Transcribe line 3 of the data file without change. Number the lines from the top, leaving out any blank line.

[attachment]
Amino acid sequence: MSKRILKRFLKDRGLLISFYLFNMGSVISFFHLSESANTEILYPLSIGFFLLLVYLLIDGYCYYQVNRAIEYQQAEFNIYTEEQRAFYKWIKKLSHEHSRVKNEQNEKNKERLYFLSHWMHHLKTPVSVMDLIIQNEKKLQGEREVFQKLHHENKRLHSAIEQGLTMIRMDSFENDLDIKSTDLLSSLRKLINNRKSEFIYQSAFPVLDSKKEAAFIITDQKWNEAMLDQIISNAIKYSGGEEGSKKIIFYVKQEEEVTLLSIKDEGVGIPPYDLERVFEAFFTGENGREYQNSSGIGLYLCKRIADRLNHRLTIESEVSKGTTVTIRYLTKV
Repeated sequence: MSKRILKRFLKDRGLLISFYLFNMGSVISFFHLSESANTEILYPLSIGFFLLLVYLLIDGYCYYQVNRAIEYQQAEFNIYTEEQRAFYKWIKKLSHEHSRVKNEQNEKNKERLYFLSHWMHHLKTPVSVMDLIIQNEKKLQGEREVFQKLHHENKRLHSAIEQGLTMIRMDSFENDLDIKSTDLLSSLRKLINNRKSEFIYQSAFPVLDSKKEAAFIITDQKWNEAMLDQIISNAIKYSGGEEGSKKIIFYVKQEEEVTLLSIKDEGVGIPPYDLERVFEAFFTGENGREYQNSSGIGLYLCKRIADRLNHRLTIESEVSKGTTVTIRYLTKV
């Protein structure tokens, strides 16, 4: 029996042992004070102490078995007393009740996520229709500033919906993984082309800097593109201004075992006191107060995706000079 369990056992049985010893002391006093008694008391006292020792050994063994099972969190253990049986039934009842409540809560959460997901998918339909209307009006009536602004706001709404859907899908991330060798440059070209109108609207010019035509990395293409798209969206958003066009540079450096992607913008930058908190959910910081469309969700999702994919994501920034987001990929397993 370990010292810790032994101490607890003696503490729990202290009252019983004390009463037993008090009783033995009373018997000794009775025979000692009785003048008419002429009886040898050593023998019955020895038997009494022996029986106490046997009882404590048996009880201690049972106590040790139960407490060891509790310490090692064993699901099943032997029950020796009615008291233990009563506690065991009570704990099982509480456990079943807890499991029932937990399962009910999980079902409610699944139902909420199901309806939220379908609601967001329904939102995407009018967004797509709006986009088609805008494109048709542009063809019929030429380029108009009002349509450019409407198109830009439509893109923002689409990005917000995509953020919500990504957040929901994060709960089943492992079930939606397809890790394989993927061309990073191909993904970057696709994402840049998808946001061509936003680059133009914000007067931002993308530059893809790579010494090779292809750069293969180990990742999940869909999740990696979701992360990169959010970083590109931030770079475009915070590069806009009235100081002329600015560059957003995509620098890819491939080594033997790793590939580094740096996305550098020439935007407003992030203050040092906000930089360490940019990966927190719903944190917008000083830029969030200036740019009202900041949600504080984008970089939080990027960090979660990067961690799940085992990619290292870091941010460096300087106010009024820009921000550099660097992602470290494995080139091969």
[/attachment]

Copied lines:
């Protein structure tokens, strides 16, 4: 029996042992004070102490078995007393009740996520229709500033919906993984082309800097593109201004075992006191107060995706000079 369990056992049985010893002391006093008694008391006292020792050994063994099972969190253990049986039934009842409540809560959460997901998918339909209307009006009536602004706001709404859907899908991330060798440059070209109108609207010019035509990395293409798209969206958003066009540079450096992607913008930058908190959910910081469309969700999702994919994501920034987001990929397993 370990010292810790032994101490607890003696503490729990202290009252019983004390009463037993008090009783033995009373018997000794009775025979000692009785003048008419002429009886040898050593023998019955020895038997009494022996029986106490046997009882404590048996009880201690049972106590040790139960407490060891509790310490090692064993699901099943032997029950020796009615008291233990009563506690065991009570704990099982509480456990079943807890499991029932937990399962009910999980079902409610699944139902909420199901309806939220379908609601967001329904939102995407009018967004797509709006986009088609805008494109048709542009063809019929030429380029108009009002349509450019409407198109830009439509893109923002689409990005917000995509953020919500990504957040929901994060709960089943492992079930939606397809890790394989993927061309990073191909993904970057696709994402840049998808946001061509936003680059133009914000007067931002993308530059893809790579010494090779292809750069293969180990990742999940869909999740990696979701992360990169959010970083590109931030770079475009915070590069806009009235100081002329600015560059957003995509620098890819491939080594033997790793590939580094740096996305550098020439935007407003992030203050040092906000930089360490940019990966927190719903944190917008000083830029969030200036740019009202900041949600504080984008970089939080990027960090979660990067961690799940085992990619290292870091941010460096300087106010009024820009921000550099660097992602470290494995080139091969």